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I was reading some comments on this Youtube video and this comment in particular had a bunch of likes:

かんーわええのぅ。

I looked it up and it translates as "I don't know" on Google Translate.

Can someone explain this one to me? I looked up the parts like かん on Jisho but it still doesn't make much sense. I just started learning so I'm probably just missing something basic.

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    What was the video about? It could be an extreme bastardization of 「かわいいな」if it involved something cute. – JansthcirlU Sep 15 '20 at 8:59
  • It was a video about a red panda. Funny that Google Translate got it so wrong. – Logan Sep 15 '20 at 17:16
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    Google translate getting it wrong is not unusual. – user36788 Sep 15 '20 at 21:42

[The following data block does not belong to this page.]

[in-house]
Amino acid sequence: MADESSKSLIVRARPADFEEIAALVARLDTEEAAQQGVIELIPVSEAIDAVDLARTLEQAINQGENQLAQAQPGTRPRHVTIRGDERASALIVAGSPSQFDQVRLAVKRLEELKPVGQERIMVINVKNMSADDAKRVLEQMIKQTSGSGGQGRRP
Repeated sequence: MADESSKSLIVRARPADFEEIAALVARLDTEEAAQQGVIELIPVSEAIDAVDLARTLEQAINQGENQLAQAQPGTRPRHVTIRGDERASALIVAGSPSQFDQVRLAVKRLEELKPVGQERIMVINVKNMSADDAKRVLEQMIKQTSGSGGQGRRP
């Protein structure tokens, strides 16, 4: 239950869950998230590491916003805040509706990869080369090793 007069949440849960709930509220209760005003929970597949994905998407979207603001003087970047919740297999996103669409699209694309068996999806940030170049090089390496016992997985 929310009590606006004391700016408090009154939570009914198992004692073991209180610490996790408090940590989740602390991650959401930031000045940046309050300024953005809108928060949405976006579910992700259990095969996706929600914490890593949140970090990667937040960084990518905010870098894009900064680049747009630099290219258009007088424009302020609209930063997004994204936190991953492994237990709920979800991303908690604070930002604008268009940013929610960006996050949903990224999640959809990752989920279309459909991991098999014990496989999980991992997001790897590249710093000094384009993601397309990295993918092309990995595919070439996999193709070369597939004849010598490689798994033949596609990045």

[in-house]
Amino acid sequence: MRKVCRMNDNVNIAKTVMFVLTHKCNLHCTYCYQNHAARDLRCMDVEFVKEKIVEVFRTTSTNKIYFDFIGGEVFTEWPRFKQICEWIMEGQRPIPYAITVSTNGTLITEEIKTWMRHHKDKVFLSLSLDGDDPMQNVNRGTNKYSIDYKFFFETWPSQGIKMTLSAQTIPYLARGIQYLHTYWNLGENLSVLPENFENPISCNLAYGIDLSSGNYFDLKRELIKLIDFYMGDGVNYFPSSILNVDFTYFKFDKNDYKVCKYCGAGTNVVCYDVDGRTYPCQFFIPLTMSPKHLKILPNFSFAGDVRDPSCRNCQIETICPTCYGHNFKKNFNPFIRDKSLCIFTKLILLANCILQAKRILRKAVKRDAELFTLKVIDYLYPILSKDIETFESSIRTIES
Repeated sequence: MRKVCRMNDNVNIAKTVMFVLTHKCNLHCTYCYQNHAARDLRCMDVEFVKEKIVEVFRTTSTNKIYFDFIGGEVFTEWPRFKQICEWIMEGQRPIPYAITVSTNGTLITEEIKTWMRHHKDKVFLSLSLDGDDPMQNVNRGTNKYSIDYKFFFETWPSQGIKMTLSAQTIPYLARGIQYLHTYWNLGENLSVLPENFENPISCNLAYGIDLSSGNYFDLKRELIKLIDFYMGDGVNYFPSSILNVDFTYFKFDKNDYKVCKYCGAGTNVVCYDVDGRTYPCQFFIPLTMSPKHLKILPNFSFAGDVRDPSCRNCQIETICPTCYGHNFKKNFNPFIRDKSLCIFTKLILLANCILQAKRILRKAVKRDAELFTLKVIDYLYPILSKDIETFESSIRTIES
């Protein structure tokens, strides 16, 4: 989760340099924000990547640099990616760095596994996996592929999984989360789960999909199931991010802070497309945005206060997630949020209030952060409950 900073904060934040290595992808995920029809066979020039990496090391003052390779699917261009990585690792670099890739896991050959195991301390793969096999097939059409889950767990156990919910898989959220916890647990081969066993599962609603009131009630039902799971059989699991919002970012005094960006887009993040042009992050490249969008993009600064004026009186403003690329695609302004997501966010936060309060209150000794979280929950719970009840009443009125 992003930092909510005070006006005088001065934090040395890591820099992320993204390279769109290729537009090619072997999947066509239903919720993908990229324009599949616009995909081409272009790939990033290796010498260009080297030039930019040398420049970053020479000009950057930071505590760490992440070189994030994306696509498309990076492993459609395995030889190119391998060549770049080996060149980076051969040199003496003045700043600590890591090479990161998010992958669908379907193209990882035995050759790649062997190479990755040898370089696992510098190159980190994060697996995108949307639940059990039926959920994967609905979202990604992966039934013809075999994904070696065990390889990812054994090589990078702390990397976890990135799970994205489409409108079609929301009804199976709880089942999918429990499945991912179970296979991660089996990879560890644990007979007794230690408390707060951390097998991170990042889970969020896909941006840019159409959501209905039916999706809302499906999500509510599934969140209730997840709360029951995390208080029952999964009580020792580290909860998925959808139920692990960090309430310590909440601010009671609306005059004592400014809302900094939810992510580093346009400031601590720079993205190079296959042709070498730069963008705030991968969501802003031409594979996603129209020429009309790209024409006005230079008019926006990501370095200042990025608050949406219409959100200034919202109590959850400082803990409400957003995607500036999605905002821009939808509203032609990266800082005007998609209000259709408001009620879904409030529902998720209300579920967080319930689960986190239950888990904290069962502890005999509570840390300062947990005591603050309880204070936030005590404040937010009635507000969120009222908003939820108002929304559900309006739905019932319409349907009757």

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かんーわええのぅ。。 鼻水までもが愛おしく見える。世界いちかわいいよー。

They meant 「かわいいな。」/「かわいいなあ。」, "Wow that's cute." They wrote it in an emphatic, lengthened, and nonstandard (dialectal or classic) way. (な/なあ indicates 詠嘆/exclamation. Related post here.)

(What they meant is also clear from the last part of their comment, 「かわいいよー。」)

いい often changes to ええ in western dialects. Related: this and this.

The のぅ is the sentence-ending particle / 終助詞「のう」. See デジタル大辞泉. (Don't confuse this with 終助詞「の」.) Please see also this and this. It corresponds to standard/modern な、なあ or ね、ねえ. (デジタル大辞泉 says: 近代以降は「ね」「ねえ」「なあ」が一般化し、現在では主に、方言として西日本で用いられる。) This のう is still heard in some western dialects, but it can also sound old-fashioned and is often used as 老人語/old man's speech, a kind of 役割語/role language in fiction (and this may be why someone has responded to it 「おじいちゃん目線w」).

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  • Thanks! I appreciate the detailed response. – Logan Sep 17 '20 at 5:57

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